Primary Disciplines: Longsword, Katana
With a primary focus on the two-handed longsword and katana this track will explore the fundamental similarities and differences in posture, movement, tactics, and strategy between the medieval German school of Johannes Leichtenauer and the school of Edo period Master Miyomoto Musashi.
Japanese Katana Intensive
Our two session intensive on the Japanese katana will focus on techniques common to the majority of schools of Shinkendo/kenjutsu/Iaido – the stances, guards, attacks and defense, together with the dynamics of body movement that support and enhance these techniques. Also examined in context of the actual technique will be the works of Musashi, based on his famous work, the Book of the Five Rings (Go Rin no Sho) which evokes metaphors for the philosophical concept of swordsmanship which is applicable to any weapon or combat form.
Focusing on the single sword of the Ni-ten Ichi Ryu, “You can win with a long weapon, and yet you can also win with a short weapon. In short, the Way of the Ichi school is the spirit of winning, whatever the weapon and whatever its size.” Part of this methodology is the wielding of a two-handed weapon by a single hand, as demonstrated by his exploration of the use of both katana and wakizashi simultaneously and also using the katana one-handed as a single weapon.”If you hold a sword with both hands, it is difficult to wield it freely to left and right, so my method is to carry the sword in one hand.” In this approach (which, unfortunately cannot include the use of both these weapons due to availability of practice swords and time limitations) we can also explore the physical possibilities inherent in ability to utilize the free hand to support and create opportunities for the sword.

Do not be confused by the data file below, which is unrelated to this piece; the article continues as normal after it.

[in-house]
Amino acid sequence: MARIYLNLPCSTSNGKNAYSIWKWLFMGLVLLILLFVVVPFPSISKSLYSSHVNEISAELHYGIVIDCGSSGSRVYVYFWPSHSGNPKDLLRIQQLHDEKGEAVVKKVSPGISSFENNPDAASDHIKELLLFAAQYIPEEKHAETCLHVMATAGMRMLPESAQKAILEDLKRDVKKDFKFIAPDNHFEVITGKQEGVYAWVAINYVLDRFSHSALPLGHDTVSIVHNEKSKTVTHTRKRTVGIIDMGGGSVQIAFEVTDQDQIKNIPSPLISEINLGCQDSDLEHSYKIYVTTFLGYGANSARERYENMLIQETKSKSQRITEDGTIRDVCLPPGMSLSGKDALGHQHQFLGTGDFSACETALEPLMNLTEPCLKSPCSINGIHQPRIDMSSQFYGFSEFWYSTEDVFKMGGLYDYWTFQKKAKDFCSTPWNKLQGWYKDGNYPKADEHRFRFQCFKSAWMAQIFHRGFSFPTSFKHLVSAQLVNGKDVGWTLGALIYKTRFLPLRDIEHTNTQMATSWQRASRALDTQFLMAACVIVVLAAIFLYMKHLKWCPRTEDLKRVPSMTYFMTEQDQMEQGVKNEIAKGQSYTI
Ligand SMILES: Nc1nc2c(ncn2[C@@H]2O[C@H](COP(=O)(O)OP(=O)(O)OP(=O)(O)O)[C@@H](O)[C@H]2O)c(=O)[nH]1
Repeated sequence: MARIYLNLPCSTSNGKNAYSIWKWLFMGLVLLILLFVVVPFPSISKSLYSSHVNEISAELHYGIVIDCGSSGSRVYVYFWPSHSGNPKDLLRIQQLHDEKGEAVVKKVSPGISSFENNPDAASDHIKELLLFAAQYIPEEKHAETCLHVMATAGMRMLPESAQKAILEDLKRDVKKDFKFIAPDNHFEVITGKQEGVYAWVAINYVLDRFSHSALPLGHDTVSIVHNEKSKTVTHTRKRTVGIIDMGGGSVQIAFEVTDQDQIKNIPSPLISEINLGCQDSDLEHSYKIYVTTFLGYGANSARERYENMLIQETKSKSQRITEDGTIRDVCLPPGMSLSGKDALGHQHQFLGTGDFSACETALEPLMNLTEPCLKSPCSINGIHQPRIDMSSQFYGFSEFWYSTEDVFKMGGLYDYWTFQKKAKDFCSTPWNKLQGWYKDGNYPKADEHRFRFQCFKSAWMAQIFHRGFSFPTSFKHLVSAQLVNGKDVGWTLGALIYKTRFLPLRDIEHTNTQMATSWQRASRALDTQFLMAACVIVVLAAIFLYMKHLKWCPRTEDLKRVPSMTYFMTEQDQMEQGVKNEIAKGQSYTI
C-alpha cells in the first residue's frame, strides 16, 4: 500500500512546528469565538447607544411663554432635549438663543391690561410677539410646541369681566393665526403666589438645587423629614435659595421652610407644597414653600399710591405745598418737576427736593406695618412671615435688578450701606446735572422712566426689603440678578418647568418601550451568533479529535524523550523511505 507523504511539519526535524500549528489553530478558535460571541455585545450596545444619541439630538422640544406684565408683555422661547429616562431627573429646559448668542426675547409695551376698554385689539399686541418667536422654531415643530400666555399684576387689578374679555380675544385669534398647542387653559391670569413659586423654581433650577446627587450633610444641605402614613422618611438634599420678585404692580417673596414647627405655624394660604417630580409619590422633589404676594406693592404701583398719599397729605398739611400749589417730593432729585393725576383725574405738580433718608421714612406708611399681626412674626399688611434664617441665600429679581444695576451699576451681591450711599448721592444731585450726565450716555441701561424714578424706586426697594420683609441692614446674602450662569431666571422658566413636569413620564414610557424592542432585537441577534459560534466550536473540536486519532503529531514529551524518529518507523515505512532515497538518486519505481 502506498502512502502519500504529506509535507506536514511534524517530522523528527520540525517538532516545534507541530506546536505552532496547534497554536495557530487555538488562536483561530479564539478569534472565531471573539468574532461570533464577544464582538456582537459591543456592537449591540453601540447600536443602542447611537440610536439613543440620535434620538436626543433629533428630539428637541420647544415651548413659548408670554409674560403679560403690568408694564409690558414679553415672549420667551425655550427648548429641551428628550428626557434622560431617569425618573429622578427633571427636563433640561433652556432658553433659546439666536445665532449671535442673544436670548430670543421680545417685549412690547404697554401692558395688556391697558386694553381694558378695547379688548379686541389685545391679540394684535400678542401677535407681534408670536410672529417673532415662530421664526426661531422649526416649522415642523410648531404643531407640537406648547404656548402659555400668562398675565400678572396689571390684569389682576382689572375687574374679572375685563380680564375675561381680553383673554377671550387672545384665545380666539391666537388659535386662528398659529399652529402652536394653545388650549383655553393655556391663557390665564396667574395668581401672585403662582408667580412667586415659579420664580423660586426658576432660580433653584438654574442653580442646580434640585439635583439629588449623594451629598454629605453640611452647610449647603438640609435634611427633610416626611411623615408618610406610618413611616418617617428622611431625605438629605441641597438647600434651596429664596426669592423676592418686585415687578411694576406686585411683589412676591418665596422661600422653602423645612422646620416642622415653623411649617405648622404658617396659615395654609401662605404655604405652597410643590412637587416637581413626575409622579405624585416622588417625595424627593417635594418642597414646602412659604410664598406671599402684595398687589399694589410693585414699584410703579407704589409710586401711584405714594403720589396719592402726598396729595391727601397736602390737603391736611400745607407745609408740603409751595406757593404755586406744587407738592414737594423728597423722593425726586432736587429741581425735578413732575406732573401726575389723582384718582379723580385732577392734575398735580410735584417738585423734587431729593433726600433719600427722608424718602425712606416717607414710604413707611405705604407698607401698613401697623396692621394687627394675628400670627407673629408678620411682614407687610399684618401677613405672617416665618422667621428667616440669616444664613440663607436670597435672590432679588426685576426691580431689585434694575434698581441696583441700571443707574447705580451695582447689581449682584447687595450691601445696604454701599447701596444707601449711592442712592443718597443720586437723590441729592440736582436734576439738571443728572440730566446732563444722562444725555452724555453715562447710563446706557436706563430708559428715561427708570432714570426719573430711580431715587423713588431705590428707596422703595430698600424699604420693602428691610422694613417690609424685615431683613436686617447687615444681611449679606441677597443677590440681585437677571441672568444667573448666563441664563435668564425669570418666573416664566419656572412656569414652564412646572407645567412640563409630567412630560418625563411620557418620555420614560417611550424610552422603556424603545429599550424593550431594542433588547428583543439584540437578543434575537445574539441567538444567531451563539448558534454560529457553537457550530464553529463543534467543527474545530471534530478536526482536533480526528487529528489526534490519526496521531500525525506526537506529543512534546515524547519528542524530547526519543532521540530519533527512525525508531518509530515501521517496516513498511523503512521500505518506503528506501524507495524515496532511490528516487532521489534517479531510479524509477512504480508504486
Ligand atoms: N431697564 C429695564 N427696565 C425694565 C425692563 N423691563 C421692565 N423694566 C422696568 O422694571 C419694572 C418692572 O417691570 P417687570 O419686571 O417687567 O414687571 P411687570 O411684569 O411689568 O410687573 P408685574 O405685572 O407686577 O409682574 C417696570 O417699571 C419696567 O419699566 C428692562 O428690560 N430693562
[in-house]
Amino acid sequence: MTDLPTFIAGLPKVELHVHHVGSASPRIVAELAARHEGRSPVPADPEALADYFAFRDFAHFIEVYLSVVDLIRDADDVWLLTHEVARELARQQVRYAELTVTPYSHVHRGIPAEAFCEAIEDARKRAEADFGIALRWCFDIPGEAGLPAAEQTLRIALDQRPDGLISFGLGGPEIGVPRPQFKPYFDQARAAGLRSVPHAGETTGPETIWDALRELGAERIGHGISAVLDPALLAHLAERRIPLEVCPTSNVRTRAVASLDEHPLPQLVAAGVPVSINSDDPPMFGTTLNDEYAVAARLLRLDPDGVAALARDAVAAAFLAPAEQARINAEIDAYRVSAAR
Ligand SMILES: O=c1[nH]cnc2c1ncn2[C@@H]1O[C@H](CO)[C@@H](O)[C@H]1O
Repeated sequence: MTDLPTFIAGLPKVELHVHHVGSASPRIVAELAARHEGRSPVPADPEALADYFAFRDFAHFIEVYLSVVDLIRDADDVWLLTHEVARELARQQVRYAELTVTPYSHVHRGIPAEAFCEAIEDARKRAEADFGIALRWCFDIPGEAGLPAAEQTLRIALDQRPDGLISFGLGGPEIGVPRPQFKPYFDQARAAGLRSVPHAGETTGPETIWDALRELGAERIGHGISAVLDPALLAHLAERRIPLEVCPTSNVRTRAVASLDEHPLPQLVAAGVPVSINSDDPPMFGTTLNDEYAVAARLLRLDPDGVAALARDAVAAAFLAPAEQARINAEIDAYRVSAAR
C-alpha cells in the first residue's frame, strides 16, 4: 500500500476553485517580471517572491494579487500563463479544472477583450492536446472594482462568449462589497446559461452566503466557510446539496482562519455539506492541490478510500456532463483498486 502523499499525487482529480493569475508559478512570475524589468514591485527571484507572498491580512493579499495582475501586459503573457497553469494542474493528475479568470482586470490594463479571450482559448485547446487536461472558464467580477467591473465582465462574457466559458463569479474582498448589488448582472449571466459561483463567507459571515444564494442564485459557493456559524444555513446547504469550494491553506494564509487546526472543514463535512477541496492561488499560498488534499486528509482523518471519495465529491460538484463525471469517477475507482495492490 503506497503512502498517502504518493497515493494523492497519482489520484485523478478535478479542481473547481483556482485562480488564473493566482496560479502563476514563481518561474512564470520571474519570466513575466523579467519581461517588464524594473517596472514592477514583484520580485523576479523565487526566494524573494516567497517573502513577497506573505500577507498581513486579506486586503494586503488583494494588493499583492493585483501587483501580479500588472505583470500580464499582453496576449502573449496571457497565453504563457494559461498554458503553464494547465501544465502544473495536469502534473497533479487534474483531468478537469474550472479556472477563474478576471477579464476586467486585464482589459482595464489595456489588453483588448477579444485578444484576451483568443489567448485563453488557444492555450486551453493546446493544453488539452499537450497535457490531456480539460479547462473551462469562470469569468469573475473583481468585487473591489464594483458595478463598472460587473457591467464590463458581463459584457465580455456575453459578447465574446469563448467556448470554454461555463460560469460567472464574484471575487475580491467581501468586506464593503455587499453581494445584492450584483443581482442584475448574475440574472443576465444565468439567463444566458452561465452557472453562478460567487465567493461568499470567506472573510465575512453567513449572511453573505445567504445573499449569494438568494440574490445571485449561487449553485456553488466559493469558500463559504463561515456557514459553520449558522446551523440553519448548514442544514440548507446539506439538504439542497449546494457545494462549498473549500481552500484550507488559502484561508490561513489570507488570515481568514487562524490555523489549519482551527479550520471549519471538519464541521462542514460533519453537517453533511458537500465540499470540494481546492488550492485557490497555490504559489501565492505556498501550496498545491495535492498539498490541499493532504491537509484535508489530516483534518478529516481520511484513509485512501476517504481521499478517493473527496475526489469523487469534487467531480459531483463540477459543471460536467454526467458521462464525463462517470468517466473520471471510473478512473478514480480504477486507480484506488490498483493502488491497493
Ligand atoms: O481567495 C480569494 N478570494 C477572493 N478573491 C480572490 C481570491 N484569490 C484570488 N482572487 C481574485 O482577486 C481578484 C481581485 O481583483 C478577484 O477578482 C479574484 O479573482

This is very applicable to the European Longsword as well, as we shall explore in the final day’s joint workshop with Keith Farrell.
Indeed, there are many similarities between the use of the katana and the Longsword which are predicated on the strengths and limitations of the human body and certain important similarities that are logically inherent in the physical design of the weapons.
The focus of the workshop is about the dynamic of fighting, using a very specific sword design with a long tradition of practice, and the exploration of its possibilities.
Fencing mask, gloves, bokken. (A synthetic or training longsword could work as a substitute with limitations).
German Longsword Intensive
Day 1: 16th Century Germanic “Common Fencing”
In this session, we will be looking at the “common fencing” of the 16th century, according to the various treatises that seem to describe the fencing methods that were commonplace and widely practised or known by people at all levels of skill. This will involve some discussion of the context of the practice of these arts in the free cities of the Holy Roman Empire and of the physicality they developed in the citizens.
Day 2: 15th Century “Core Liechtenauer”
In this session, we will be looking at the Zedel written by Liechtenauer, and at the glosses written in the 15th century to explain this method. We will be comparing and contrasting technical and tactical aspects with the common fencing of the previous session and will be discussing the more academic context that may have given rise to this particular conceptualization of a fighting system.
Everyone will need a longsword and a competent CEN-rated fencing mask. Well-padded gloves might be helpful (although we will not be targeting hands deliberately) and a gorget may be quite intelligent. A padded jacket may make your life more comfortable (there may be some stabbing to the torso) but is not mandatory. Back of head protection and additional padding around the fencing mask is always recommended.